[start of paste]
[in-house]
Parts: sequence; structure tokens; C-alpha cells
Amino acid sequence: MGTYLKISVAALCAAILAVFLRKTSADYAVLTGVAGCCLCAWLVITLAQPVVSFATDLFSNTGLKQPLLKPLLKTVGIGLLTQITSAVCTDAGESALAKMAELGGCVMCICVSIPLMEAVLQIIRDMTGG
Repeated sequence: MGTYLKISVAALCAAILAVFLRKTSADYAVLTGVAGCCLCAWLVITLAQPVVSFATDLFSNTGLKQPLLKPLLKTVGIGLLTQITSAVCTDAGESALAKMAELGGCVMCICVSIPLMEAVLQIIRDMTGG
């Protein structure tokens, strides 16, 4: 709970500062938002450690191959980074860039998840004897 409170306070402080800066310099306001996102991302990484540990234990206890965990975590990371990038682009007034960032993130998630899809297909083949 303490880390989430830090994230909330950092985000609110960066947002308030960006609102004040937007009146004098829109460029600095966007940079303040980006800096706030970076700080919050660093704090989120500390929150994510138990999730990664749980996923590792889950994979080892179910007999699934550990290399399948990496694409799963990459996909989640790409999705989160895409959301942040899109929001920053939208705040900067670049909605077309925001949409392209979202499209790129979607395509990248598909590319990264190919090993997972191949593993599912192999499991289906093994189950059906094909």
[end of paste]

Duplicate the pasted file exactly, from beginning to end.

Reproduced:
[in-house]
Parts: sequence; structure tokens; C-alpha cells
Amino acid sequence: MGTYLKISVAALCAAILAVFLRKTSADYAVLTGVAGCCLCAWLVITLAQPVVSFATDLFSNTGLKQPLLKPLLKTVGIGLLTQITSAVCTDAGESALAKMAELGGCVMCICVSIPLMEAVLQIIRDMTGG
Repeated sequence: MGTYLKISVAALCAAILAVFLRKTSADYAVLTGVAGCCLCAWLVITLAQPVVSFATDLFSNTGLKQPLLKPLLKTVGIGLLTQITSAVCTDAGESALAKMAELGGCVMCICVSIPLMEAVLQIIRDMTGG
């Protein structure tokens, strides 16, 4: 709970500062938002450690191959980074860039998840004897 409170306070402080800066310099306001996102991302990484540990234990206890965990975590990371990038682009007034960032993130998630899809297909083949 303490880390989430830090994230909330950092985000609110960066947002308030960006609102004040937007009146004098829109460029600095966007940079303040980006800096706030970076700080919050660093704090989120500390929150994510138990999730990664749980996923590792889950994979080892179910007999699934550990290399399948990496694409799963990459996909989640790409999705989160895409959301942040899109929001920053939208705040900067670049909605077309925001949409392209979202499209790129979607395509990248598909590319990264190919090993997972191949593993599912192999499991289906093994189950059906094909």